Acadiana families in need now have a place to shop for nutritious food for their tables as part of a new food pantry program offered by Second Harvest — their child’s neighborhood school.

The program is an extension of Second Harvest’s Backpack Program, which sends children home with snacks and quick-fix meal options for the weekends and holidays.

“While they’re out of school, we know that the kids who get the backpack are getting the food they need. Helping one child is great, but being able to help the whole family is what we really want to do,” said Terri Kaupp, communications specialist with Second Harvest Food Bank of Greater New Orleans and Acadiana. The nonprofit food bank provides assistance to 23 parishes across south Louisiana.

So far, the school pantry program is in one school in Lafayette — Paul Breaux Middle — and one school each in Lake Charles and Opelousas, but the plan is to expand to other schools as funding allows.

“We’re targeting those schools with a high percentage of students who receive a free or reduced (price) lunch,” said Mary-Kay Rath, Second Harvest development manager.

The Paul Breaux Middle School food pantry is funded through a Feeding America grant and private donations, including a grant from Morgan Stanley and the donation of a fridge/freezer from Raising Cane’s, Kaupp said.

“The pantry is open to all parents who have children here at Paul Breaux,” said Crystal Bowie, the school’s family and consumer science teacher who’s taken on the role as pantry manager. “It’s a great opportunity to serve our students on another level.”

Her students helped set up the pantry adjacent to her classroom. Initially, a few families have used the pantry, she said, but she expects more families to benefit from the pantry as awareness about the option grows.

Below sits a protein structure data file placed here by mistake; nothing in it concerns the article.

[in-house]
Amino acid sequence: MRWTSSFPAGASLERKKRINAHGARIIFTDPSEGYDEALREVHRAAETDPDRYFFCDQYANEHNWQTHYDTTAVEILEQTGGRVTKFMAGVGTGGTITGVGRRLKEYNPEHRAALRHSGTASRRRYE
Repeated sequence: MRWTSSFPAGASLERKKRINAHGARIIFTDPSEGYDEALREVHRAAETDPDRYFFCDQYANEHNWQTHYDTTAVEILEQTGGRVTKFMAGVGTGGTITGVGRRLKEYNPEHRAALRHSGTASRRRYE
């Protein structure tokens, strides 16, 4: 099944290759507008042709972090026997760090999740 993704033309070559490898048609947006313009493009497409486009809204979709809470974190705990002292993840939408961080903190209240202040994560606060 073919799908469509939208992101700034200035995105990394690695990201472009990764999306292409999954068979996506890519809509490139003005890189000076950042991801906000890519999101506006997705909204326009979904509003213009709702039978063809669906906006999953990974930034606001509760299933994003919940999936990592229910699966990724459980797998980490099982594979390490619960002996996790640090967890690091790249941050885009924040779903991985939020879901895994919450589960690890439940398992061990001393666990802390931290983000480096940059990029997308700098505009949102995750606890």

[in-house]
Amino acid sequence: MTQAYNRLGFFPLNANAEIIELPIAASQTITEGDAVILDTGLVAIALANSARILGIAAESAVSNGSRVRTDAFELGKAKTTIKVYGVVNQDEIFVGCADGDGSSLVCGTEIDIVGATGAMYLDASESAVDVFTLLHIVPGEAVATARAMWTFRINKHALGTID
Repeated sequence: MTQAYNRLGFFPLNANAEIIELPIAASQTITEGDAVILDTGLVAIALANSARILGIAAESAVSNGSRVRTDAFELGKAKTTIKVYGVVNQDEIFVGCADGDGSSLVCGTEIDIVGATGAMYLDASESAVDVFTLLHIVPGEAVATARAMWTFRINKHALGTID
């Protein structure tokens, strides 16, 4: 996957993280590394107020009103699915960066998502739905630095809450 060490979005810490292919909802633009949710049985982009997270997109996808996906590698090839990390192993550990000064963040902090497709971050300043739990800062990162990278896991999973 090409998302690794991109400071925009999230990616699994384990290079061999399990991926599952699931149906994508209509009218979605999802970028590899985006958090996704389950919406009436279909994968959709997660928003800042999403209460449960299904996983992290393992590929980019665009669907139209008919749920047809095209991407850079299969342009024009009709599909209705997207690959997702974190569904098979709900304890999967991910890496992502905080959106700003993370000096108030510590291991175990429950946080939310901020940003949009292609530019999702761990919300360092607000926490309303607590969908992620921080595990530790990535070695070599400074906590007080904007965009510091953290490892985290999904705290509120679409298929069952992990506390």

Shelves hold different items categorized into sections — fruits, vegetables, proteins, carbohydrates and breakfast items. Cans of red beans, canned chicken, bags of rice and pasta, tomato sauce, and microwaveable or stove top-ready bags of green peas and green beans are some of the options. Signage instructs those who visit the pantry to select set quantities from each section, such as four each of a protein and carbs. Soon, there will be an option for families to pick out frozen foods and meats.

“We want it to feel like a store. It’s empowering for them. They can choose what they want,” said Brenda Pourciau, Second Harvest agency relations manager, who acts as a liaison between the school and Second Harvest.

Bowie said she expects participation in the pantry program — which is open to anyone with students at Paul Breaux — to grow as more learn about the option because it fills a need in the school community.

“Some days at the end of the month, it gets tight. Having extra resources to get over that hump helps a lot,” Bowie said. “We have a lot of households that are in need.”

Follow Marsha Sills on Twitter, @Marsha_Sills.